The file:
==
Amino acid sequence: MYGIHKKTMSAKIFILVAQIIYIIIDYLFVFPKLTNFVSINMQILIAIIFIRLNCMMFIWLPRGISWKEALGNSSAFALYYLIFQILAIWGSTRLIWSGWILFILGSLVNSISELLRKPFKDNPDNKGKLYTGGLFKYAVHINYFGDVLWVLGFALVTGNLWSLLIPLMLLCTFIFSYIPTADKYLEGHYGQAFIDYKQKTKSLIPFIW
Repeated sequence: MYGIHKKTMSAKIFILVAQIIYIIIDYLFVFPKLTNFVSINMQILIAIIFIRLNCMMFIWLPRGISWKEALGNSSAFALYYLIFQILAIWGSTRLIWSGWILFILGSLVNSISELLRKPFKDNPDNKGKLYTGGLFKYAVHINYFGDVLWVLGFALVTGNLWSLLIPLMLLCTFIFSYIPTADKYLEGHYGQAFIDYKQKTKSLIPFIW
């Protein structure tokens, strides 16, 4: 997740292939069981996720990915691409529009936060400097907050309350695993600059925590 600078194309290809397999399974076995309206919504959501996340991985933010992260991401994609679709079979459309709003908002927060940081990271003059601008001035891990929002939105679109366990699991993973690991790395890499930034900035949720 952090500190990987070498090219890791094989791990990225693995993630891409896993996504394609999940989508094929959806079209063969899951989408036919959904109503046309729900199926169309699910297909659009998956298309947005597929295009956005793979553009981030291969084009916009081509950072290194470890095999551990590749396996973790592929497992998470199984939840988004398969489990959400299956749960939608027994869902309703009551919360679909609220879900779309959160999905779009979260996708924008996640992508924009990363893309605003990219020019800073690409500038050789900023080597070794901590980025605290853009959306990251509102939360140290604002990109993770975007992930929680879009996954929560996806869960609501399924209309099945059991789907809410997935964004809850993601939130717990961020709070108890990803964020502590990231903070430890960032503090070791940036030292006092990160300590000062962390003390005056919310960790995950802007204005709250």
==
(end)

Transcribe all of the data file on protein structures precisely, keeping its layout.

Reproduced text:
Amino acid sequence: MYGIHKKTMSAKIFILVAQIIYIIIDYLFVFPKLTNFVSINMQILIAIIFIRLNCMMFIWLPRGISWKEALGNSSAFALYYLIFQILAIWGSTRLIWSGWILFILGSLVNSISELLRKPFKDNPDNKGKLYTGGLFKYAVHINYFGDVLWVLGFALVTGNLWSLLIPLMLLCTFIFSYIPTADKYLEGHYGQAFIDYKQKTKSLIPFIW
Repeated sequence: MYGIHKKTMSAKIFILVAQIIYIIIDYLFVFPKLTNFVSINMQILIAIIFIRLNCMMFIWLPRGISWKEALGNSSAFALYYLIFQILAIWGSTRLIWSGWILFILGSLVNSISELLRKPFKDNPDNKGKLYTGGLFKYAVHINYFGDVLWVLGFALVTGNLWSLLIPLMLLCTFIFSYIPTADKYLEGHYGQAFIDYKQKTKSLIPFIW
């Protein structure tokens, strides 16, 4: 997740292939069981996720990915691409529009936060400097907050309350695993600059925590 600078194309290809397999399974076995309206919504959501996340991985933010992260991401994609679709079979459309709003908002927060940081990271003059601008001035891990929002939105679109366990699991993973690991790395890499930034900035949720 952090500190990987070498090219890791094989791990990225693995993630891409896993996504394609999940989508094929959806079209063969899951989408036919959904109503046309729900199926169309699910297909659009998956298309947005597929295009956005793979553009981030291969084009916009081509950072290194470890095999551990590749396996973790592929497992998470199984939840988004398969489990959400299956749960939608027994869902309703009551919360679909609220879900779309959160999905779009979260996708924008996640992508924009990363893309605003990219020019800073690409500038050789900023080597070794901590980025605290853009959306990251509102939360140290604002990109993770975007992930929680879009996954929560996806869960609501399924209309099945059991789907809410997935964004809850993601939130717990961020709070108890990803964020502590990231903070430890960032503090070791940036030292006092990160300590000062962390003390005056919310960790995950802007204005709250």